Tuesday, June 16, 2009

Simpler Times



Recently I discovered several boxes full of old letters dating back to my childhood. One was from my Great Aunt Mae--who lived in Fredericksburg and was related to Wayne Newton somehow or another--to my Gloucester Grandmother.

Here is an excerpt:

September 10, 1975

"....Have you been doing any canning? We have been busy this summer, Pierce helped me. We did twenty eight quarts of tomatoes and I think fifteen pints, so I think we will have about enough for the winter. Then we canned thirty six quarts of peaches, and about two gallons of Damson preserves. We like them, with hot biscuits they will be good. Wish I were near you I would give you some of them. We had one bushel of peaches given to us. Our next door neighbors have some fruit trees, and they share with us, they are very kind. We bought the rest at six dollars a bushel, but even at that they are cheaper than what you buy out of the stores, and better too I think.

Everything is so high, nothing is cheap any more even salt fish. We don't have them too often, we love them, but I have to keep a check on my blood pressure, so that is why I don't like to eat anything too salty...."


There is much more to the letter, but this sample alone brings a flood of thoughts and memories.

Although my Gloucester Grandmother was the best cook ever, this Fredericksburg Aunt Mae could give her a run for her money. Whenever we'd visit her impeccably clean house, she'd have freshly brewed iced tea cooling on the table. Because you never put hot or tepid tea directly into the icebox--this causes it to cloud. Of course the tea would always be sweet, because really is there any other kind of tea?

(Also, did you know that Chesapeake Bay Woman's litmus test for whether you're in the North or South is this: If you order a large iced tea from a drive thru window in the South and don't specify what you want, they automatically assume you want it sweet. If you're in the North, they default to unsweet. For this reason alone, I love the South. But we're not here to start the Second Civil War. We were talking about something else. Remind me what that was again?)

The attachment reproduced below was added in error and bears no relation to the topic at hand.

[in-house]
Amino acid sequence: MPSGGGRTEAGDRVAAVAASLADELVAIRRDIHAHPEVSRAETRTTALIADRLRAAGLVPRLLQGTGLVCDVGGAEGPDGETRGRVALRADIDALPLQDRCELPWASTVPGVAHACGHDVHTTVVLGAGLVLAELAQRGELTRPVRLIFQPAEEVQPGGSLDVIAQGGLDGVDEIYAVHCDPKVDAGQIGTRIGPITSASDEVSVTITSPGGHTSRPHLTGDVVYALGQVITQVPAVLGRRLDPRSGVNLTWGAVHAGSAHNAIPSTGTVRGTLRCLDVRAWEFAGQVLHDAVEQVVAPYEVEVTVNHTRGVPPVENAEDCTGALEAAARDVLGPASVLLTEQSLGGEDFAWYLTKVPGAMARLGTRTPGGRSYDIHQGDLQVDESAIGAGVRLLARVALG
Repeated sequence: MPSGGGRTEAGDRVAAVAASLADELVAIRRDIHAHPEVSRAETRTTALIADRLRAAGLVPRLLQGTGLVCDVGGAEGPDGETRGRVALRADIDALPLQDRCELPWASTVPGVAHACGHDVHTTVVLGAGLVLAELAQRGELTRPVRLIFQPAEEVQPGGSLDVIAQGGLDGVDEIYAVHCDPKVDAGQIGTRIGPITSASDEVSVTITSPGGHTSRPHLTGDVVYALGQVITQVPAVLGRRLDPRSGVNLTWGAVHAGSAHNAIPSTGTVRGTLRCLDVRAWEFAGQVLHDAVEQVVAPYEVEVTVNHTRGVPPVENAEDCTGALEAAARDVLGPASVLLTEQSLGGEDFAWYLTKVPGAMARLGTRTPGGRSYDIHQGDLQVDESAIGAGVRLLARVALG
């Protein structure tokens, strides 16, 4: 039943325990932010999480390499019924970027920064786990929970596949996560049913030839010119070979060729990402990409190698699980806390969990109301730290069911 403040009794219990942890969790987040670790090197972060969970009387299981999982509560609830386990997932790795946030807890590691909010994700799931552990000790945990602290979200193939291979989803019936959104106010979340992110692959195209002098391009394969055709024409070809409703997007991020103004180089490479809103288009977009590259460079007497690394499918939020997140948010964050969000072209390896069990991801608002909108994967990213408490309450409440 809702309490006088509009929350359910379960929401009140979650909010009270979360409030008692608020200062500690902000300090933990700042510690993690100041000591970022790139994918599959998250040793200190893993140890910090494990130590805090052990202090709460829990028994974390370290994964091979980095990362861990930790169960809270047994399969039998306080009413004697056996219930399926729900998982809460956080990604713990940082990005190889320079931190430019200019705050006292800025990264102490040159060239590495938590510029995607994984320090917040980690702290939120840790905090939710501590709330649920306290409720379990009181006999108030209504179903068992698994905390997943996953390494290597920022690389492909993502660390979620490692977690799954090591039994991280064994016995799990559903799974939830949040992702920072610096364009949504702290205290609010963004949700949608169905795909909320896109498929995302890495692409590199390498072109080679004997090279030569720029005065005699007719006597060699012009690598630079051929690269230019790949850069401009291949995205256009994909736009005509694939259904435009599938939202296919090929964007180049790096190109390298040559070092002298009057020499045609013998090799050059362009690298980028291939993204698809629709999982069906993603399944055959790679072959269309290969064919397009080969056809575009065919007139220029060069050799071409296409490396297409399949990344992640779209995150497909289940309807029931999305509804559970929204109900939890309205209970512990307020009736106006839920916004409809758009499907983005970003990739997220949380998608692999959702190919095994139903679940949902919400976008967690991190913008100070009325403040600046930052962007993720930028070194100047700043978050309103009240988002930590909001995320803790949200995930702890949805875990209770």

People ate so much better back then. Gardens were the norm rather than the exception and most meals were made from scratch instead of coming from a box or a drive-through window. Around here, fresh vegetables and seafood were staples. The salt fish she mentions was (and still is) a local favorite. One time a gentleman shocked me by telling me his age, a number which far exceeded his youthful appearance. When I asked him his beauty secret he said, simply, salt fish.

In addition to eating foods closer to their sources folks also shared and traded. If one person had a surplus of vegetables, another might have a surplus of fresh fish and after a few trades everyone had what they needed. My father was infamous for his use of the barter system. As a mechanic, he might repair someone's vehicle in exchange for a piece of furniture, or an airboat, for example.

It saddens me to think we're moving farther and farther away from those simpler times. I miss eating my mother's homemade crab apple jelly. I miss walking barefoot through rows and rows of corn, squash, peas and tomatoes. I miss my grandmother's fried chicken and my Aunt Mae's sweet iced tea.

Those homemade hot biscuits didn't sound too bad either. Maybe I could trade a dead airboat for a batch. Does anybody want a dead airboat bake biscuits?

17 comments:

Karen Deborah said...

yep on all counts, we are doin the back to the biscuit thing around here. I love this post. What is that one kind of preserves Dammon? sorry cant go back and get the word, what is that?
We are so goofy we put up 7 pints of peach preserves tonight and then I had Kayla dig out jars from the bottom of the cabinet, from last year. We had enough for the year and forgot they were there. I need a pantry, you know that is easier than a brain.
are you getting excited about the blogfest?

Grandma J said...

Those were the days when women worked their hineys off, canning, stewing, baking...then hanging clothes out to dry, then ironing everything, and no AC.

Maybe you can teach pjb how to do something worthwhile instead of acting like a prince on vacation!

Pueblo girl said...

Lovely post, but like Grandma J, I'm a bit sceptical about the "simpler" life. I know what you mean, but...